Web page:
The Venice Biennale happens once every two years, and planning for the art extravaganza can take almost as long. This year, though, the exhibitors will include a very last-minute addition—including art created mere months ago.
Days before opening, the 59th Venice Biennale announced it will include an installation featuring Ukrainian artists. Titled Piazza Ucraina, the open-air show will include work from around 40 artists that was mostly created since the Russian invasion began in February, the organizers announced on Friday.
The Biennale, arguably the world’s most famous and prestigious art exhibitions, begins on April 23. But this year’s showing by Ukrainian artists was nearly derailed when Russia invaded Ukraine in February. Instead of pulling Ukrainian participation, however, the pavilion’s curator and event organizers redoubled their efforts to ensure that the show be staged as planned. With the help of the Ukrainian Emergency Art Fund (UEAF) and the Victor Pinchuk Foundation, they’re doing just that.
The Biennale revolves around national pavilions organized by different countries’ government-funded art organizations. When the invasion began, the Ukrainian Pavilion’s curators sprang into action. One of them, Maria Lanko, personally transported pieces of a sculpture made by artist Pavlo Makov from Kyiv to Venice during a three-week journey in which her home country transformed into a war zone.
The pavilion’s original entries will be supplemented with art created since the invasion, including Vlada Ralko’s Lviv Diary, which sometimes includes explicit drawings in watercolor, pen and marker on paper. The pieces, which usually include the color red, depict body parts, skulls, words and scribbles. One image shows a double-headed eagle—one of Russia’s national symbols—dropping bombs as it flies over a landscape.
Also on display will be Matviy Vaisberg’s Travel Diary, a mixed media piece featuring abstract scenes with striking hues; and Kinder Album’s watercolors depicting a nude figure in despair surrounded by animals and women abused by Russian soldiers.
The invited artists were selected from the UEAF’s Wartime Art Archive, which gathered the art from social media. Their work will appear in a pavilion designed by Ukrainian architect Dana Kosmina.
One of the pavilion’s most striking pieces is by artist Ekateryna Lisovenko, who will display a painting that portrays a mother and child raising their middle fingers to protest Russian president Vladimir Putin’s speech on February 21. During the address, Putin attempted to justify the invasion with false claims that Ukraine was committing genocide against Russian speakers and said that the nation “never had traditions of real statehood.”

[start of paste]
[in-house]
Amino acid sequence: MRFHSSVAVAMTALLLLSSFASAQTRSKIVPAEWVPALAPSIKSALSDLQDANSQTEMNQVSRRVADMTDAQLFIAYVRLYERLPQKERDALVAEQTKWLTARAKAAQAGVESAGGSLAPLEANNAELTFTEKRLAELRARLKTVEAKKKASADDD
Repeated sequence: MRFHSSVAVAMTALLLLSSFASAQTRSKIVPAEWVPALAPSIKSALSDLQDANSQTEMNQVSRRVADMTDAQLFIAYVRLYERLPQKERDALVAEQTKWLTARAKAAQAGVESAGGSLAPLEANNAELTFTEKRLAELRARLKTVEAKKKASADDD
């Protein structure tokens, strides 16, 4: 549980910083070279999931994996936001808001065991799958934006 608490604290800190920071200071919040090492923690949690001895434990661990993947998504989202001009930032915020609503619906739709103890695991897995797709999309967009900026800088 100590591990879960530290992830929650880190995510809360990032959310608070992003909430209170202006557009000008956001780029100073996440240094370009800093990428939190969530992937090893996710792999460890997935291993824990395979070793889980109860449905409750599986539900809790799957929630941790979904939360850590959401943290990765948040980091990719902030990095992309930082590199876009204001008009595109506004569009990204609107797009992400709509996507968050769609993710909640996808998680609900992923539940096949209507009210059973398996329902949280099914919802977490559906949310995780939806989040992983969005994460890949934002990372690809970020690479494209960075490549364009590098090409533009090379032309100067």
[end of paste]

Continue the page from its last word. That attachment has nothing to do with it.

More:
In an interview with the Washington Post’s Kelsey Ables, curator and UEAF CEO Ilya Zabolotnyi says that one of Putin’s “core messages…is that there is no Ukraine. There is no Ukrainian culture. It’s part of Russia. That’s why it’s one of the most important moments for cultural workers and their vibrant, alive voices not to disappear.”
The Venice Biennale is no stranger to international controversy. Since it began in 1895, it has faced diverse global disruptions, including war and political strife. In 1936, different countries—including the United States—boycotted the Biennale in protest of Italy’s fascist government, notes the Post. In 1940, the show was held despite World War II.
“In its 127 years of existence, La Biennale has registered the shocks and revolutions of history like a seismographer,” Biennale curator Cecilia Alemani says in a statement. “Our hope is that with Piazza Ucraina we can create a platform of solidarity for the people of Ukraine … among the historical pavilions that were built on the very ideal of nation-state, shaped by twentieth century geopolitical dynamics and colonial expansions.”
One formerly planned pavilion won’t be present at the Biennale this year: the Russian Pavilion. Shortly after the war began, its curator and multiple Russian artists decided to resign their positions in the show. In a statement, curator Raimundas Malašauskas wrote that “This war is politically and emotionally unbearable” and that he could not “advance on working on this project in light of Russia’s military invasion and bombing of Ukraine.”
The Ukrainian artists organized their installation around the concept of a piazza, or town square, after seeing how artists express themselves in the public square with the help of social media, even during wartime. In their curatorial statement, the installation’s curators say their pavilion is organized around a monument surrounded by sandbags in homage to the ways Ukrainian cities have attempted to protect their public art from bombs.
“We hope that this initiative will help raise awareness in the world against the war and all that comes with it,” said La Biennale’s president, Roberto Cicutto, in a statement.